I must have forgotten about my severe head injury   2 comments

I hate to steal what I like to think of as one of the original medical fear-mongering sites, but www.webmd.com (“Better information. Better health.”) is just too good to pass up.  Before I even get to their symptom checker, the main page has a convenient list of some of the most common ailments that you’re probably suffering from, so you probably don’t even have to go through the process of clicking the parts of your body that bother you to confirm your self-diagnosis of cancer.

However, if you’re still not sure that you’re one of the “80% of Americans” whose back pain can be explained as one of “lower back pain, middle back pain, or upper back pain to low back pain with sciatica,” you can always go make sure with the handy symptom checker that tells you the most likely debilitating causes of your concerns.

I was horrified to discover that, as a 25-34-year-old male, the most likely cause of apathy and mild agitation, if not a side effect of medication, is dementia resulting from a head injury.  I’ve been feeling apathetic and mildly agitated today.  If I don’t remember my head injury, it must have been pretty brutal.  I’d better go to my primary care physician… or maybe I should call an ambulance since I might be hemorrhaging and not even realize it!

In seriousness, though, for the generalized “symptom” labeled “Dislikes changes in daily routine,” the only 2 possible causes given are autism or Asperger Syndrome.  Seriously?  I hate changes to my daily routine, so WebMD’s input is that I must be autistic?  It really is astounding how narrow and pathologized everything is on this site.  If it’s there, it’s there in relation to the myriad diseases or traumas that might be causing it.

In short, if for some reason you haven’t seen WebMD’s symptom checker, you really must.  It might save your life to discover that your headache is indeed a primary indication of a malicious brain tumor.

Posted September 17, 2010 by wdorner in Uncategorized

2 responses to “I must have forgotten about my severe head injury

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  1. This is a PERFECT response to this assignment. I tried it out and entered my own ailments/symptoms. I was at once impressed and scared by the outcomes. How to interpret all the choices of possible results? Do I have osteoarthritis or a brachial plexus injury? And how will I respond to this self-diagnosis? I think it’s at once an incredibly helpful and cool resource and a big fat invitation for self-diagnosis-gone-awry.

  2. On my first read, I thought you had suggested that “a 25-34-year-old male [*is*] the most likely cause of apathy and mild agitation…” I was about to say that range was about 10 years too high, and that the 15-year-olds really have a corner on the market. It reminds me of a delightful little sign my late grandmother had hanging in her kitchen: “Insanity is hereditary: you get it from your kids.”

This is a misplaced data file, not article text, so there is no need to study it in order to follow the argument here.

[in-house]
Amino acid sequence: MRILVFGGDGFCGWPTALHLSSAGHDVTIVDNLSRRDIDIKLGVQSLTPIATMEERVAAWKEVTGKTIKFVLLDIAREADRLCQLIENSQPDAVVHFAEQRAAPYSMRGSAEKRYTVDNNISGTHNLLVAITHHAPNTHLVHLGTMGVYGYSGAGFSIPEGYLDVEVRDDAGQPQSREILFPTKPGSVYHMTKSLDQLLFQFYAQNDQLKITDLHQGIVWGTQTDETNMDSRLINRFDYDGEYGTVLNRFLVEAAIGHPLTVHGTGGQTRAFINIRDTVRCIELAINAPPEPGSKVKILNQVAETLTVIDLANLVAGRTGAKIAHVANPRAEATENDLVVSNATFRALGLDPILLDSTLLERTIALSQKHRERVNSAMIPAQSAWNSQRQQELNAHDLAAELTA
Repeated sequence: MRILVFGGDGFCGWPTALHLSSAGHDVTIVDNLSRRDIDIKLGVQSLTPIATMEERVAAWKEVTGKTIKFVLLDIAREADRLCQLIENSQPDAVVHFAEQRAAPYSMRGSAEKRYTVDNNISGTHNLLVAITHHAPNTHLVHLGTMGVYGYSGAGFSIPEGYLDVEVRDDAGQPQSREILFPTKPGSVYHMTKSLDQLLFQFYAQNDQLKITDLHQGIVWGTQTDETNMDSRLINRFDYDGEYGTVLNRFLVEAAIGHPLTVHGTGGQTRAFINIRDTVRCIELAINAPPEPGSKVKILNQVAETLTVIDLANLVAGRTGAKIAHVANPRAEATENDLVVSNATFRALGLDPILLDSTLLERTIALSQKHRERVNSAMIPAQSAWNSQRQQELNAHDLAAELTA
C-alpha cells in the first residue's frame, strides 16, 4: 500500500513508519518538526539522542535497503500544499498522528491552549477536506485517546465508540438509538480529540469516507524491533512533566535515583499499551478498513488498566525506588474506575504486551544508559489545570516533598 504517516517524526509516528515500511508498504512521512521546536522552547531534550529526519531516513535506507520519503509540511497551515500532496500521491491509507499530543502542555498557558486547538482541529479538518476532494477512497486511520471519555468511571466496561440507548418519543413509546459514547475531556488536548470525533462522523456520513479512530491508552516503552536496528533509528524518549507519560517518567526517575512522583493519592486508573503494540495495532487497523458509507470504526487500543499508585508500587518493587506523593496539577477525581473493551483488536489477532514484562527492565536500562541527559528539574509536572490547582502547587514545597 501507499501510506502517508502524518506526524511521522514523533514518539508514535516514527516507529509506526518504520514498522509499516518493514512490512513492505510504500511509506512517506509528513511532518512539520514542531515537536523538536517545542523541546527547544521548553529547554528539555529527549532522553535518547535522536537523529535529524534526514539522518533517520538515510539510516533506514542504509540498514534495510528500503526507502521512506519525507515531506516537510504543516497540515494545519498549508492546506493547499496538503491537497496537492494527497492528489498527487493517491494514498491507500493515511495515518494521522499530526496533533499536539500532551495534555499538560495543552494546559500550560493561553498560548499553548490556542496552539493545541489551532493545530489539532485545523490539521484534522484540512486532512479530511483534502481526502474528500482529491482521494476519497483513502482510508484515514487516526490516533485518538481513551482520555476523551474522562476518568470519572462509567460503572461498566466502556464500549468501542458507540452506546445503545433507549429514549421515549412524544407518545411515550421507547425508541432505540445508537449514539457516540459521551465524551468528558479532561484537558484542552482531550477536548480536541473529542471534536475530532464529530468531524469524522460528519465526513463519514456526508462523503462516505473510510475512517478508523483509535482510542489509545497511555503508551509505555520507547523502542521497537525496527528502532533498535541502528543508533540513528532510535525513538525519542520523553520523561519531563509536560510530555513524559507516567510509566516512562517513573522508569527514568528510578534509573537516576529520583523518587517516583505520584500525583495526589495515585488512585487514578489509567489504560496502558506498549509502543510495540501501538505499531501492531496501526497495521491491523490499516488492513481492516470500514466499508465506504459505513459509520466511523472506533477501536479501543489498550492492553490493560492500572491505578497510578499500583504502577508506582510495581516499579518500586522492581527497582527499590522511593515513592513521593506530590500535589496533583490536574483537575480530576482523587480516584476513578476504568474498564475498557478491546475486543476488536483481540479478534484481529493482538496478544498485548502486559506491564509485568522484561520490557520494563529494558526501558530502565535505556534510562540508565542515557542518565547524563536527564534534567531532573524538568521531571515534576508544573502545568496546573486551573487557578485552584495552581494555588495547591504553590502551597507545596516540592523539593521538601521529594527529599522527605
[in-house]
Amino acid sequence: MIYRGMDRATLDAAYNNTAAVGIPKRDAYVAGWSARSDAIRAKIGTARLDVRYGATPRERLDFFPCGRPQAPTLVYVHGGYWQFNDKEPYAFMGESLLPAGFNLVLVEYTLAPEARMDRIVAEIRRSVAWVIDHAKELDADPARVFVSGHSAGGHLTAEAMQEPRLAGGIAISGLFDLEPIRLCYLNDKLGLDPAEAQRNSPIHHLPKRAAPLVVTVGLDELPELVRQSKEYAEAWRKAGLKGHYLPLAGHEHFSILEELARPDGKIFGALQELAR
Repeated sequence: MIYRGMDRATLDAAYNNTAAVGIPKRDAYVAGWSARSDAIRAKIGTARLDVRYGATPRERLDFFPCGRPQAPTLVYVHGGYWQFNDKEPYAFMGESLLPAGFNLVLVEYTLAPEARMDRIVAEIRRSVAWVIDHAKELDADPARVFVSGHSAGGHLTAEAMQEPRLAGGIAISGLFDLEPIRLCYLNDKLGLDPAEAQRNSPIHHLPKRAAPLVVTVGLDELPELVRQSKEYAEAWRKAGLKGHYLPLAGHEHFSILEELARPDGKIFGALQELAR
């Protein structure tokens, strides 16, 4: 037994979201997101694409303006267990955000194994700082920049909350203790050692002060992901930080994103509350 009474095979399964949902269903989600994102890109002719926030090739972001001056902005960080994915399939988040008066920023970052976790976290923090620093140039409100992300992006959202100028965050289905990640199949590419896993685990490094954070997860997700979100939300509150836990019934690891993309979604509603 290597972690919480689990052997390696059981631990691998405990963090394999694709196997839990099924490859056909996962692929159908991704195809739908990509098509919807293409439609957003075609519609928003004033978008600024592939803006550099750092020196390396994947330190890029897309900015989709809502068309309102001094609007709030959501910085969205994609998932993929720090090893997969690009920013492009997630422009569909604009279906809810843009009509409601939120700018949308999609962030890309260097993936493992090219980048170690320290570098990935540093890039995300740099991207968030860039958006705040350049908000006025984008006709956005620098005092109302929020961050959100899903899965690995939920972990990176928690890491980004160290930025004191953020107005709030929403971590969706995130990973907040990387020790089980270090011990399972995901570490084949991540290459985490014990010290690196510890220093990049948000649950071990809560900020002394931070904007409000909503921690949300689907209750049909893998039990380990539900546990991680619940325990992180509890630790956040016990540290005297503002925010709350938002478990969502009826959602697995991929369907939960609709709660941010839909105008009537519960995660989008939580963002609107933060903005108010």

I have to confess a great deal of excessive self-awareness in all this talk of self-diagnosis. A very large number of my friends have been diagnosed with a very large number of chronic problems for which they have received a very large number of very effective prescriptions. With Chad (my bipolar husband, for those of you who don’t know), he literally can take a pill when he’s feeling down, take a different pill when he can’t sleep, and take another pill when his head hurts. I’ve often complained out of jealousy that there’s nothing wrong with me (so they say), and that therefore I’m forced to deal with all of life’s little problems without the benefit of modern pharmaceuticals.

    I’m being snarky, but I’m serious. Other friends have stomach problems, heart problems, thyroid problems…and they all pop pills to make things better. I felt left out.

    A couple years ago, I taught two students on the autism spectrum. One had out-right (but high-functioning) autism; he was simply a delight to have in class. The other was insanely brilliant, had Asperger’s (and about every other acronymmed behavioral disorder discovered to date), but was a royal pain to deal with. Trouble was, I understood exactly what led her to behave the way she did…I reacted the same way when I was in fourth grade. Granted, she was in ninth, but I could sympathize.

    When I attended training classes on working with ASD students, instead of thinking, “Oh that’s interesting,” when learning about their traits, I would think, “Wait. That’s not normal?” I started wondering whether I was more like them than I thought.

    So here I sit, convinced that I have low-grade, undiagnosed Asperger’s, and I’m not sure whether it’s me desperately seeking something “wrong with me” so I can have a label to blame for my social awkwardness, or whether I’m simply being hypochondriacal.

    Sorry for the tangent. Your “daily routine” comments got me thinking. And I’d better have my swivel-y seat available again today. Just sayin’. 🙂

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